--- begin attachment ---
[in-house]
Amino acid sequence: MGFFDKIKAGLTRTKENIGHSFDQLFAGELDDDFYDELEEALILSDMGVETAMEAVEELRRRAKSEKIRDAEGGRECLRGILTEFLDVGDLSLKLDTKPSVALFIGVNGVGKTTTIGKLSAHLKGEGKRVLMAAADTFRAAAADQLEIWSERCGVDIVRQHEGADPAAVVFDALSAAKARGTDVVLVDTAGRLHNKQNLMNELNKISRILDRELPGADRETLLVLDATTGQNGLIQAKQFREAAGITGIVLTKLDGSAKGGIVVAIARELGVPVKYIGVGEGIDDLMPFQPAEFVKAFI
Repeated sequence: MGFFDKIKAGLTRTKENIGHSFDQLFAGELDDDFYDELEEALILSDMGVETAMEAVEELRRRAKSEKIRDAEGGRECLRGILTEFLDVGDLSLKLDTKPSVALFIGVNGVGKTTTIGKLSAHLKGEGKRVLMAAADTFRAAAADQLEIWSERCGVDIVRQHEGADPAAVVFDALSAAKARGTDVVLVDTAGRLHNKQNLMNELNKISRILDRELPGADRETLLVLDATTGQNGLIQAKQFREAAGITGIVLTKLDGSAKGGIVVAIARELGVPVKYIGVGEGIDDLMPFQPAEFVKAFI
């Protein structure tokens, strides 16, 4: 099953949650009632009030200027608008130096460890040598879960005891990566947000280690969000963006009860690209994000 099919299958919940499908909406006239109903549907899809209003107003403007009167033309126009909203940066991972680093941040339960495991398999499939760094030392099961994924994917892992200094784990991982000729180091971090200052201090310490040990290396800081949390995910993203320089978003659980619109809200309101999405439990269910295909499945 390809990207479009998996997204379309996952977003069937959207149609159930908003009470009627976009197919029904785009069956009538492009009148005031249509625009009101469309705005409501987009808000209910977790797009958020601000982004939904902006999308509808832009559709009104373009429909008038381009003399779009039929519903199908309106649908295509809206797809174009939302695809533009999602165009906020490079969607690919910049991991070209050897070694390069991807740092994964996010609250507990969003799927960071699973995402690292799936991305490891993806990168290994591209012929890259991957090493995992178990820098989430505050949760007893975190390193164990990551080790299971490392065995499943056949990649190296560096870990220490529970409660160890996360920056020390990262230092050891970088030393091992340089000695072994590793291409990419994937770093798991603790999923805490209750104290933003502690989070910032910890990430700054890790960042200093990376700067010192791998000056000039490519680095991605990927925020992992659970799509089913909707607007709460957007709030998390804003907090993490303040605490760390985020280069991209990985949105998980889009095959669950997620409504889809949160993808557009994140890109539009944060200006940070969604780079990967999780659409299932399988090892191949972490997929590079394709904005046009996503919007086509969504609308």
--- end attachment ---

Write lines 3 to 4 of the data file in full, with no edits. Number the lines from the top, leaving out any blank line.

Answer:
Repeated sequence: MGFFDKIKAGLTRTKENIGHSFDQLFAGELDDDFYDELEEALILSDMGVETAMEAVEELRRRAKSEKIRDAEGGRECLRGILTEFLDVGDLSLKLDTKPSVALFIGVNGVGKTTTIGKLSAHLKGEGKRVLMAAADTFRAAAADQLEIWSERCGVDIVRQHEGADPAAVVFDALSAAKARGTDVVLVDTAGRLHNKQNLMNELNKISRILDRELPGADRETLLVLDATTGQNGLIQAKQFREAAGITGIVLTKLDGSAKGGIVVAIARELGVPVKYIGVGEGIDDLMPFQPAEFVKAFI
């Protein structure tokens, strides 16, 4: 099953949650009632009030200027608008130096460890040598879960005891990566947000280690969000963006009860690209994000 099919299958919940499908909406006239109903549907899809209003107003403007009167033309126009909203940066991972680093941040339960495991398999499939760094030392099961994924994917892992200094784990991982000729180091971090200052201090310490040990290396800081949390995910993203320089978003659980619109809200309101999405439990269910295909499945 390809990207479009998996997204379309996952977003069937959207149609159930908003009470009627976009197919029904785009069956009538492009009148005031249509625009009101469309705005409501987009808000209910977790797009958020601000982004939904902006999308509808832009559709009104373009429909008038381009003399779009039929519903199908309106649908295509809206797809174009939302695809533009999602165009906020490079969607690919910049991991070209050897070694390069991807740092994964996010609250507990969003799927960071699973995402690292799936991305490891993806990168290994591209012929890259991957090493995992178990820098989430505050949760007893975190390193164990990551080790299971490392065995499943056949990649190296560096870990220490529970409660160890996360920056020390990262230092050891970088030393091992340089000695072994590793291409990419994937770093798991603790999923805490209750104290933003502690989070910032910890990430700054890790960042200093990376700067010192791998000056000039490519680095991605990927925020992992659970799509089913909707607007709460957007709030998390804003907090993490303040605490760390985020280069991209990985949105998980889009095959669950997620409504889809949160993808557009994140890109539009944060200006940070969604780079990967999780659409299932399988090892191949972490997929590079394709904005046009996503919007086509969504609308």